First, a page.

Digital vision in 7 simple steps
Recently, I read (and posted to LinkedIn) two articles that both highlighted a) the need for organisations to have a digital vision outlining how digital technologies will reshape the business environment they operate in and b) the absence of such visions in most organisations with an ad hoc approach typically being taken.
Both articles begged the question – how do you go about generating a digital vision for your organisation?
So here’s a seven step guide:
Step 1 – Agree the purpose and focus for your digital vision
There is no point developing a digital vision unless it is going to help shape the long term direction and investments that need to be made. Hence our recommendation would be that the focus should be on how the markets currently served will differ in 10-20 years, how emerging digital forces will or could reshape them, and what successful participants in those new digital landscapes will look like.
Step 2 – Catalogue the problems you solve
The father of modern marketing, Theodore Levitt, used to teach:“People don’t want to buy a quarter-inch drill. They want a quarter-inch hole!” Or as Clayton Christensen has put it, “Customers want to hire a product to do a job.”
So as the starting point, rather than use current offerings directly, use them indirectly – create a list of the customer problems you solve or the jobs you enable customers to perform to uncover the fundamental needs that you are meeting. Generate a long list of problems solved encompassing all segments served then cluster to create a manageable number of higher level ones.
Step 3 – Brainstorm how digital technologies can better solve these problems
There are multiple emerging digital forces that will have a very significant impact over the next ten years. These include new data sources, analytics and artificial intelligence, biometrics, mobile and wearables, social interactions, cloud and usage-based models, and augmented or virtual reality. For the groupings defined in Step 2, look at how each of these technologies could enable customers to do those jobs cheaper, with better performance or quality, with greater customisation, more conveniently, more responsively, more securely or more pleasurably.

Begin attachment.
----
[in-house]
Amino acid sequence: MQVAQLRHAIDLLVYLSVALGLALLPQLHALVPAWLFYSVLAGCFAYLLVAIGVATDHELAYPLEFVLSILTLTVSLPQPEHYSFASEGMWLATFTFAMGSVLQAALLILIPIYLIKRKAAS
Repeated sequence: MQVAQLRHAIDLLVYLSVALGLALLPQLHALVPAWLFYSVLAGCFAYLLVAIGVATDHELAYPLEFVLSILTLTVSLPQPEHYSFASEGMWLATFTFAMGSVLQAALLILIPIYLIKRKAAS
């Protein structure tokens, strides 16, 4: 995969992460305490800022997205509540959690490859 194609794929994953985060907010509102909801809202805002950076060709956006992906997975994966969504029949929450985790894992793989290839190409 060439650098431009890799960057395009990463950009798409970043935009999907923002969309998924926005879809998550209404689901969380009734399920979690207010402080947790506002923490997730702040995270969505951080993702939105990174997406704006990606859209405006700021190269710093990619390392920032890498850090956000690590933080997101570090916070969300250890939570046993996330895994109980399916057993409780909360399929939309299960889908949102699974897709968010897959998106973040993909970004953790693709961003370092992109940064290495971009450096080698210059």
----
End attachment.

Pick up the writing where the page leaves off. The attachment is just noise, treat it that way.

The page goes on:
Step 4 – Broaden and deepen
Step 3 should deliver a series of ideas, but a bigger transformation risk or opportunity may be missed. Hence there is a need to widen and lengthen your perspective. Firstly, by considering the offerings supplied by other companies that are bought in conjunction with yours – what jobs do they enable customers to perform? This enables a more holistic, higher level view of the problems customers want solved. Secondly, by considering the upstream dependencies and downstream impacts of what you are doing to provide a more value-chain or societal definition of the problems you are part of solving.
Step 5 – Brainstorm digital solutions to these larger problems
Repeat Step 3, but using the more holistic customer and societal problems defined in Step 4.
Step 6 – Draft the vision
From Steps 3 and 5, a series of themes will emerge. Take these themes and use them to describe how the future will be different.
Step 7 – Start again with a different group (without sharing findings)
No one group has a monopoly on imagination or insight into how events will unfold. Hence future-gazing is an ideal task for crowd sourcing. So the more groups that are put through the process the better, so long as each group is not influenced by previous sessions – the wisdom of crowds only works when people decide independently and are not biased by what others think. The outputs from all the different sessions provide the inputs for the senior team to pull together the organisation’s vision, informed by the richest sources of insight that the organisation can muster.